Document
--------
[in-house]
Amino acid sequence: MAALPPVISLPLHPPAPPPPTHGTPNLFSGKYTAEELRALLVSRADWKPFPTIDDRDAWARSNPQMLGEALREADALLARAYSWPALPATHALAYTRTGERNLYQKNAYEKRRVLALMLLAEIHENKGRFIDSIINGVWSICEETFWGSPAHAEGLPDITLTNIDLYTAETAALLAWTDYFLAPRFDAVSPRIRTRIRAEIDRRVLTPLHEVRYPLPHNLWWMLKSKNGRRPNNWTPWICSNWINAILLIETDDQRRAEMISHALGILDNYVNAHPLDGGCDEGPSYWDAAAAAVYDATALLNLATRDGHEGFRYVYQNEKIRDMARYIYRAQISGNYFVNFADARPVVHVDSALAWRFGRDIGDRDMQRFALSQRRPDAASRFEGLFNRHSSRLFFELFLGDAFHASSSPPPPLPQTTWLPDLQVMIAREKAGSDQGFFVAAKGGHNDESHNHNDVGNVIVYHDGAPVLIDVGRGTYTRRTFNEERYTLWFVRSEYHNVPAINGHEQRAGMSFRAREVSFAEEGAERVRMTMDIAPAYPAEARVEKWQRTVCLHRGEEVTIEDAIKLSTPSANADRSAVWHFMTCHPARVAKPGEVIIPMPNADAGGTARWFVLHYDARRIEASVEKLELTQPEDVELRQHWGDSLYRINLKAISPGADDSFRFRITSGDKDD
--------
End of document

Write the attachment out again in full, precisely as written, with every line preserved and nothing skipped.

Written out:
[in-house]
Amino acid sequence: MAALPPVISLPLHPPAPPPPTHGTPNLFSGKYTAEELRALLVSRADWKPFPTIDDRDAWARSNPQMLGEALREADALLARAYSWPALPATHALAYTRTGERNLYQKNAYEKRRVLALMLLAEIHENKGRFIDSIINGVWSICEETFWGSPAHAEGLPDITLTNIDLYTAETAALLAWTDYFLAPRFDAVSPRIRTRIRAEIDRRVLTPLHEVRYPLPHNLWWMLKSKNGRRPNNWTPWICSNWINAILLIETDDQRRAEMISHALGILDNYVNAHPLDGGCDEGPSYWDAAAAAVYDATALLNLATRDGHEGFRYVYQNEKIRDMARYIYRAQISGNYFVNFADARPVVHVDSALAWRFGRDIGDRDMQRFALSQRRPDAASRFEGLFNRHSSRLFFELFLGDAFHASSSPPPPLPQTTWLPDLQVMIAREKAGSDQGFFVAAKGGHNDESHNHNDVGNVIVYHDGAPVLIDVGRGTYTRRTFNEERYTLWFVRSEYHNVPAINGHEQRAGMSFRAREVSFAEEGAERVRMTMDIAPAYPAEARVEKWQRTVCLHRGEEVTIEDAIKLSTPSANADRSAVWHFMTCHPARVAKPGEVIIPMPNADAGGTARWFVLHYDARRIEASVEKLELTQPEDVELRQHWGDSLYRINLKAISPGADDSFRFRITSGDKDD